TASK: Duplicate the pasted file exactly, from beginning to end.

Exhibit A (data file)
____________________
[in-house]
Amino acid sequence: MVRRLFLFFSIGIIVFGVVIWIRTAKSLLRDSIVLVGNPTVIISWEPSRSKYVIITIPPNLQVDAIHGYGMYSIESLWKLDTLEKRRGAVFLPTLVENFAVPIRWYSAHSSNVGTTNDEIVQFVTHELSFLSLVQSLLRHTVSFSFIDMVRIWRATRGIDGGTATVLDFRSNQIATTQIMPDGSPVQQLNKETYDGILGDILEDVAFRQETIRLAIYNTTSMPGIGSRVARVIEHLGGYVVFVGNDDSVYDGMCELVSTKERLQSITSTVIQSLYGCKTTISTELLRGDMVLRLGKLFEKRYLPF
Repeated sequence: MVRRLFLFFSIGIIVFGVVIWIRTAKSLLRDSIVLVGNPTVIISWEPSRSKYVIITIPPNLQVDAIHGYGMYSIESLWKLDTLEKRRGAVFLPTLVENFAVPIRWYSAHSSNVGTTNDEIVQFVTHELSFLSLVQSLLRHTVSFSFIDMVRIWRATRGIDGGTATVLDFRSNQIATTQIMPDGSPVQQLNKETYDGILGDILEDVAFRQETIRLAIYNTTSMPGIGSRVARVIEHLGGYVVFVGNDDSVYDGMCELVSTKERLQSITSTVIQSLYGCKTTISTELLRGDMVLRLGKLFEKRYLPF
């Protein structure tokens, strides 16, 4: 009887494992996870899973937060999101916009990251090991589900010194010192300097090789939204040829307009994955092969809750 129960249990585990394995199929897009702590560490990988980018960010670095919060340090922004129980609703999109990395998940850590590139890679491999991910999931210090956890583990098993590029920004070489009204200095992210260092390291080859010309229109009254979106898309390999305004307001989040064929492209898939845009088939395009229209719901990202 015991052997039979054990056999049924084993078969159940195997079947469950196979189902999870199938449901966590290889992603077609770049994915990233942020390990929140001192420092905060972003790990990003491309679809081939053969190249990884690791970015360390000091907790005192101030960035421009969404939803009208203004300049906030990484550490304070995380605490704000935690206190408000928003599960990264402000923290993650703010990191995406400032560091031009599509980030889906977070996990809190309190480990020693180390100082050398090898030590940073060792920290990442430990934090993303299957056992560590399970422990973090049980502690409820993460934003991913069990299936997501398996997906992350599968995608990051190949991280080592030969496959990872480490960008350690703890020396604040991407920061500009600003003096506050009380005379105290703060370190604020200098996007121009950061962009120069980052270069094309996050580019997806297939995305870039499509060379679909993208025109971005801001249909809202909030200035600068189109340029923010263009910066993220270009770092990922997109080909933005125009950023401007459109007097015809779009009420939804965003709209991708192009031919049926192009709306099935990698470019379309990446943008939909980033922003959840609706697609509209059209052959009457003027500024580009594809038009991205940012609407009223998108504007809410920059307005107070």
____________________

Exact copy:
[in-house]
Amino acid sequence: MVRRLFLFFSIGIIVFGVVIWIRTAKSLLRDSIVLVGNPTVIISWEPSRSKYVIITIPPNLQVDAIHGYGMYSIESLWKLDTLEKRRGAVFLPTLVENFAVPIRWYSAHSSNVGTTNDEIVQFVTHELSFLSLVQSLLRHTVSFSFIDMVRIWRATRGIDGGTATVLDFRSNQIATTQIMPDGSPVQQLNKETYDGILGDILEDVAFRQETIRLAIYNTTSMPGIGSRVARVIEHLGGYVVFVGNDDSVYDGMCELVSTKERLQSITSTVIQSLYGCKTTISTELLRGDMVLRLGKLFEKRYLPF
Repeated sequence: MVRRLFLFFSIGIIVFGVVIWIRTAKSLLRDSIVLVGNPTVIISWEPSRSKYVIITIPPNLQVDAIHGYGMYSIESLWKLDTLEKRRGAVFLPTLVENFAVPIRWYSAHSSNVGTTNDEIVQFVTHELSFLSLVQSLLRHTVSFSFIDMVRIWRATRGIDGGTATVLDFRSNQIATTQIMPDGSPVQQLNKETYDGILGDILEDVAFRQETIRLAIYNTTSMPGIGSRVARVIEHLGGYVVFVGNDDSVYDGMCELVSTKERLQSITSTVIQSLYGCKTTISTELLRGDMVLRLGKLFEKRYLPF
């Protein structure tokens, strides 16, 4: 009887494992996870899973937060999101916009990251090991589900010194010192300097090789939204040829307009994955092969809750 129960249990585990394995199929897009702590560490990988980018960010670095919060340090922004129980609703999109990395998940850590590139890679491999991910999931210090956890583990098993590029920004070489009204200095992210260092390291080859010309229109009254979106898309390999305004307001989040064929492209898939845009088939395009229209719901990202 015991052997039979054990056999049924084993078969159940195997079947469950196979189902999870199938449901966590290889992603077609770049994915990233942020390990929140001192420092905060972003790990990003491309679809081939053969190249990884690791970015360390000091907790005192101030960035421009969404939803009208203004300049906030990484550490304070995380605490704000935690206190408000928003599960990264402000923290993650703010990191995406400032560091031009599509980030889906977070996990809190309190480990020693180390100082050398090898030590940073060792920290990442430990934090993303299957056992560590399970422990973090049980502690409820993460934003991913069990299936997501398996997906992350599968995608990051190949991280080592030969496959990872480490960008350690703890020396604040991407920061500009600003003096506050009380005379105290703060370190604020200098996007121009950061962009120069980052270069094309996050580019997806297939995305870039499509060379679909993208025109971005801001249909809202909030200035600068189109340029923010263009910066993220270009770092990922997109080909933005125009950023401007459109007097015809779009009420939804965003709209991708192009031919049926192009709306099935990698470019379309990446943008939909980033922003959840609706697609509209059209052959009457003027500024580009594809038009991205940012609407009223998108504007809410920059307005107070």